6/30/2010 12:25 PM
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Move em out and garnish their wages until the bill is paid-will stop this cold!  Common sense approach to deterring undesirable behavior! Reward desired behavior & punish undesirable behavior-conservative approach to life/laws/policy! Make sense?
6/30/2010 12:13 PM
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LOL if you have something and don't take care of it should be taken away.  Take for example your Home Owners Association, most decent communities have them.  If you don't pay your fees, and allow your residence to fall in dis-repair, the HOA has the right to take the home from you.  This is written in most community by-laws.  It prevents the neighborhood from losing property value and encourages homeowners to maintain their property.

 

Another example is your Pets/animals if you neglect your pets, allow them run stray, starve them or beat them, others have the right to remove the pet from the home and provide proper care.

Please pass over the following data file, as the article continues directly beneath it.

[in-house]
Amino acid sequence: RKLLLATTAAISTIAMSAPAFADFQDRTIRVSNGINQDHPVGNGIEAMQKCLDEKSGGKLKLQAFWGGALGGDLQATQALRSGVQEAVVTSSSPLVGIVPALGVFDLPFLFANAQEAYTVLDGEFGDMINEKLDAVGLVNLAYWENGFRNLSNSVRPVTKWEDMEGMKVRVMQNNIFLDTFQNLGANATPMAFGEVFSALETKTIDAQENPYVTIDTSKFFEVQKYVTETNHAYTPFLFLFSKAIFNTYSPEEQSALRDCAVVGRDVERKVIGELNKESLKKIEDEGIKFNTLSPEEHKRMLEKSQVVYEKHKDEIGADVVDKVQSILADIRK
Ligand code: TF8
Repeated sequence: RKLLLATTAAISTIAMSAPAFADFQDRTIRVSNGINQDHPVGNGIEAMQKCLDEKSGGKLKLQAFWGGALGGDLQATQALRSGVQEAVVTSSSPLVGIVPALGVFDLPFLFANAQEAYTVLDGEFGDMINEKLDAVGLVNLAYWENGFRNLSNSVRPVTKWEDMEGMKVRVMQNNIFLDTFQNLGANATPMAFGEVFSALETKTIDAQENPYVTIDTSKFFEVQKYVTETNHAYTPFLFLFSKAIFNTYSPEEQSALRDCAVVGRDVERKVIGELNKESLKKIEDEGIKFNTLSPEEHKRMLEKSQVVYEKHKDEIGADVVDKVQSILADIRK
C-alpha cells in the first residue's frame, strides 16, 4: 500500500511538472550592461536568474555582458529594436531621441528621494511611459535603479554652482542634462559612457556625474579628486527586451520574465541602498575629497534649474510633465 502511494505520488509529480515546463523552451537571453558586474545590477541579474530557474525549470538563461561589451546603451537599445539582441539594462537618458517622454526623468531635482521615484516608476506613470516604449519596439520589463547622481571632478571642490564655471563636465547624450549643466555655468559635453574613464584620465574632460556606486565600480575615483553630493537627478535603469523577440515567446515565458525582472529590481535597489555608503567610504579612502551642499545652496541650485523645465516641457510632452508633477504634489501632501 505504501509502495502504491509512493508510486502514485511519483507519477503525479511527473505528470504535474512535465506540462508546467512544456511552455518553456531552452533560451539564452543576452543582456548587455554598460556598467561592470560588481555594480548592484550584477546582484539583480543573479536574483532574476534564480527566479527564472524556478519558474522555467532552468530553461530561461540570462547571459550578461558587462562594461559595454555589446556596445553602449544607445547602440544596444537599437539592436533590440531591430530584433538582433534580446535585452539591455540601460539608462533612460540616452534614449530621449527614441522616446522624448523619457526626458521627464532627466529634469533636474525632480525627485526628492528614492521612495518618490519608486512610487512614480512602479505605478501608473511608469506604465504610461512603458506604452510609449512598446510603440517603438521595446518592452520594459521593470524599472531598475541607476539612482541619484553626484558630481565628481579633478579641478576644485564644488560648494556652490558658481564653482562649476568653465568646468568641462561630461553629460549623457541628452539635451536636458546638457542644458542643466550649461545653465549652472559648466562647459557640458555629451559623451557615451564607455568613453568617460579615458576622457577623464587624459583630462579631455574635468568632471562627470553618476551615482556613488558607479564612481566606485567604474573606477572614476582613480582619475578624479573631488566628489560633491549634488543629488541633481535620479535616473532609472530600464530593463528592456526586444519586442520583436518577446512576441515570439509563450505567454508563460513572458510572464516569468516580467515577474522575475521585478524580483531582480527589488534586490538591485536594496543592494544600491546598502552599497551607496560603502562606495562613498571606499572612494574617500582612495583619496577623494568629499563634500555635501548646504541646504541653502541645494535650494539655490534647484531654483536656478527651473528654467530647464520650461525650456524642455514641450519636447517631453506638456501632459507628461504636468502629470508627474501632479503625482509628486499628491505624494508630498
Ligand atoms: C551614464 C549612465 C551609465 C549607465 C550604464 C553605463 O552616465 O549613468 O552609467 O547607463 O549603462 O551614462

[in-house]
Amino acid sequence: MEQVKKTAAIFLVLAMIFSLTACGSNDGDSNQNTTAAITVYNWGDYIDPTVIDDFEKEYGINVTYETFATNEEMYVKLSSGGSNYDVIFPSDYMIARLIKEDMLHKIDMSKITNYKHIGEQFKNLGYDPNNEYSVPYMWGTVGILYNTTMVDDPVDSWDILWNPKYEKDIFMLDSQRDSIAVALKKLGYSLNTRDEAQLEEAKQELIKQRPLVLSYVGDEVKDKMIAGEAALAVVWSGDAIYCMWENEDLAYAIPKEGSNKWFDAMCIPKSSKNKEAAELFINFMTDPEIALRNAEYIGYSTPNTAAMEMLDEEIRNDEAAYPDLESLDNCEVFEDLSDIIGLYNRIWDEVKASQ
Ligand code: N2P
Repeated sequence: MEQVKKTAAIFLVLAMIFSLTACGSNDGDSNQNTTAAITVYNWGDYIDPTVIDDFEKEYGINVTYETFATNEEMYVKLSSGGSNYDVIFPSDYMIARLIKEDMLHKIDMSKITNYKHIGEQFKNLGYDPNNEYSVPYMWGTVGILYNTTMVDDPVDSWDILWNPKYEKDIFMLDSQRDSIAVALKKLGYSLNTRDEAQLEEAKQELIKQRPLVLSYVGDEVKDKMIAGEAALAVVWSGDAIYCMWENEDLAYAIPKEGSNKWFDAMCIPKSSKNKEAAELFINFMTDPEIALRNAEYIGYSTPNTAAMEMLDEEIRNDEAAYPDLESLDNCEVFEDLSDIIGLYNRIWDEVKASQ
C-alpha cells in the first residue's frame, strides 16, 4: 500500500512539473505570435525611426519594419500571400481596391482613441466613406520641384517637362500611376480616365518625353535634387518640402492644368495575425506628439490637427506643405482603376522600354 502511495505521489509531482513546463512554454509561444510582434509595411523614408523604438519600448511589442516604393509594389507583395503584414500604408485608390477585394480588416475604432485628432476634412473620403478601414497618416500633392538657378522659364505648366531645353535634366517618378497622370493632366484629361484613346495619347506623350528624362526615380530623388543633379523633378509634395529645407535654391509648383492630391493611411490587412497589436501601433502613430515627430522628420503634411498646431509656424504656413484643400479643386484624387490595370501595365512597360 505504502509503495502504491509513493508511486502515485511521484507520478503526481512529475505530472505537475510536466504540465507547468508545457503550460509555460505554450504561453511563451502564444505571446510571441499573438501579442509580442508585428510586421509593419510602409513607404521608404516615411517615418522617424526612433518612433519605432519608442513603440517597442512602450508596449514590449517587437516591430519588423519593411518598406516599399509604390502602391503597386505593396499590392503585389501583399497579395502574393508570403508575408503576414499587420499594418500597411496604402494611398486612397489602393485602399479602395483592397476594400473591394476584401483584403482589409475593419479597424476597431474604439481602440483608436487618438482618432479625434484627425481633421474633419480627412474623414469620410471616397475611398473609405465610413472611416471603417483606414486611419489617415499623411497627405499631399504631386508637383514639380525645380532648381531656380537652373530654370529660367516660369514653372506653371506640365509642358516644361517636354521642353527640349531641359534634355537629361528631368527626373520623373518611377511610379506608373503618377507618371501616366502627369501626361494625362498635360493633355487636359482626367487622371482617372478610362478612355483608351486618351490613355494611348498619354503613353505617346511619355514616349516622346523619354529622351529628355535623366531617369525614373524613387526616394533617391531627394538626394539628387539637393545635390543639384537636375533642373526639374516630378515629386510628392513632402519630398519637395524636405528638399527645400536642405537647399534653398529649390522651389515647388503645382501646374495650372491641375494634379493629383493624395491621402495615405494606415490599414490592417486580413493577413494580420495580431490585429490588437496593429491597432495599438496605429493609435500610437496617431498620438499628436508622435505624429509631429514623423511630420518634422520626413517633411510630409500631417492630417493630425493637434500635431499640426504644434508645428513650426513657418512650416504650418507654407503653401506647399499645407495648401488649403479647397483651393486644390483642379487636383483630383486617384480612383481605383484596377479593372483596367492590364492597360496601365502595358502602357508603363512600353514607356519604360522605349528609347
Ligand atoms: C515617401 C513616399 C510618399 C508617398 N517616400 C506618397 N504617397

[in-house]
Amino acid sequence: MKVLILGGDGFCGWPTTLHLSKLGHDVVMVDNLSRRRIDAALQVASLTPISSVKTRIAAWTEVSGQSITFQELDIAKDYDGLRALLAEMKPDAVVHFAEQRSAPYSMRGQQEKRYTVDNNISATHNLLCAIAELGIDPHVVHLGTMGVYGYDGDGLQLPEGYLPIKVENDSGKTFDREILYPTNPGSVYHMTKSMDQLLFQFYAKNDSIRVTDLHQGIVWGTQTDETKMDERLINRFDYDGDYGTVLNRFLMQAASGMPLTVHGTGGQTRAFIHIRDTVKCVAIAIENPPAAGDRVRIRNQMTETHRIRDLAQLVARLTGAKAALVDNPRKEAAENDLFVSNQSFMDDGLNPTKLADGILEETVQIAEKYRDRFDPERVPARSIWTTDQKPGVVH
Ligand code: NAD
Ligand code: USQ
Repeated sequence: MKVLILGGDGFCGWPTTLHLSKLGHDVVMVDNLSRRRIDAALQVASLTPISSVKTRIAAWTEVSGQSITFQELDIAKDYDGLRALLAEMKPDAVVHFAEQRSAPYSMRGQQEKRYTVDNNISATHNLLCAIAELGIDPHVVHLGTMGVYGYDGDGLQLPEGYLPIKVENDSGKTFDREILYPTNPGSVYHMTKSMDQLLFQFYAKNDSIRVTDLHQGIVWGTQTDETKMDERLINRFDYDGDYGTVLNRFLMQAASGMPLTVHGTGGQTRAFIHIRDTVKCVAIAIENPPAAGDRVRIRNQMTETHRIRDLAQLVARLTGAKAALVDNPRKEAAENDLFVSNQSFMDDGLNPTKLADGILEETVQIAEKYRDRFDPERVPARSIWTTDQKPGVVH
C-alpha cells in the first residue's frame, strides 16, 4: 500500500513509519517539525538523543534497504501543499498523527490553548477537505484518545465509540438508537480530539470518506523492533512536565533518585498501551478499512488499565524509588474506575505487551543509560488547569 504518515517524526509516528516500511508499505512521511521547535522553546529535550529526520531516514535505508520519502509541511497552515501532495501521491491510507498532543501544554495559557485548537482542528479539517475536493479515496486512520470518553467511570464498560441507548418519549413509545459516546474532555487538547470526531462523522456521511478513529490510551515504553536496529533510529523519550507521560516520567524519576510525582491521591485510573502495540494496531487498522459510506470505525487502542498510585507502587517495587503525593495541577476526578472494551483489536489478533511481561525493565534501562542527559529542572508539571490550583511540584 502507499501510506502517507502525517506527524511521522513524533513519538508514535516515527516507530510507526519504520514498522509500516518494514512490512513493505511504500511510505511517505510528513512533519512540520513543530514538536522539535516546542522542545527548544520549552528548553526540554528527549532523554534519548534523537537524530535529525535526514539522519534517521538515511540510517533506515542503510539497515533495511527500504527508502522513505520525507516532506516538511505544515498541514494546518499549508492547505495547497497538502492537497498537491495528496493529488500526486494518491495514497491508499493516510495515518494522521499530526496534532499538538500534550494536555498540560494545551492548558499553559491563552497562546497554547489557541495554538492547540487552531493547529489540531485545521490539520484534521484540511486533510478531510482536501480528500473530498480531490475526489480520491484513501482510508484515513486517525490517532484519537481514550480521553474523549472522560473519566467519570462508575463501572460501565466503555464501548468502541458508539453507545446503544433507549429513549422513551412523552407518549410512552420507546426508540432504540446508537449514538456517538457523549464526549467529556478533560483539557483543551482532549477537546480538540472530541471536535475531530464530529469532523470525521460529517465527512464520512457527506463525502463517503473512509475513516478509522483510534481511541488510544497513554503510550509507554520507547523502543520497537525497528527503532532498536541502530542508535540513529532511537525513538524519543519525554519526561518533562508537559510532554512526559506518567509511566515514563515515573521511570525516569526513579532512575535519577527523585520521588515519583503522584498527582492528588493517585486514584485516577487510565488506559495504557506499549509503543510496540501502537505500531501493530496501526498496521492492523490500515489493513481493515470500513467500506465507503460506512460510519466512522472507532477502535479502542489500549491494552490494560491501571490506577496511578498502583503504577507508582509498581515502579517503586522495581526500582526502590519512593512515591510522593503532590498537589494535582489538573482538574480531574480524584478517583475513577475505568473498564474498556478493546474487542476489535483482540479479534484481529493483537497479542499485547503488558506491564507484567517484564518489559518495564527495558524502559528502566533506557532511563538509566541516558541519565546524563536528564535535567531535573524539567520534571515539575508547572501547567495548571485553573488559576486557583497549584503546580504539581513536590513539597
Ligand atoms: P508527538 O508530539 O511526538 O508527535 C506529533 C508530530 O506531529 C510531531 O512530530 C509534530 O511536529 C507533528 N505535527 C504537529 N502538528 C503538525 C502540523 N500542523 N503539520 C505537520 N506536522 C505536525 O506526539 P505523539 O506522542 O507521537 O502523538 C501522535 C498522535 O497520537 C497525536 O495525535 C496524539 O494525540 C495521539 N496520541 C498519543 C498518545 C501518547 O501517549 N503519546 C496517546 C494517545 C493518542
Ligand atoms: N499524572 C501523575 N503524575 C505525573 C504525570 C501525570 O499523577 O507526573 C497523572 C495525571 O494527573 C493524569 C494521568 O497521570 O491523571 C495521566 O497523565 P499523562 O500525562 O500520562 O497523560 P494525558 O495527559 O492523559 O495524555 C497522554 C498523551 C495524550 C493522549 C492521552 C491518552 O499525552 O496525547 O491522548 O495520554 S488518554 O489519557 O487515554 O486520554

Our tax dollars bailed out these banks.  Banks which continue to gauge and cheat people and these very same banks allow these properties to remain in dis-repair, helping to destroy the home values of hard working citizens that pay their mortgage on time, property taxes etc and no one holds the banks  accountable.  No one can take the properties from banks to repair them and rent or resell them.  Thank your politicians and government officials for this.  Laws are on the books for a reason, yet our government officials, politicians and corporations appear to be above the law.  I once worked on Wall Street and saw the incredible greed, the lobbyist who paid millions to wine and dine our politicians to look the other way.  Regulatory agencies were more concerned about impressive new architecture, business alliances and media attention to regulate the brokerage houses and banks.  They looked the other way.  Government then steps in and the show begins.  We don't need more legislations or new laws for banks, we simply need to enforce the rules we already have.  We need to require politicians and corporations to abide by and live by the same rules that citizens live by. If you own a property you should be required by law to take care of it or have it taken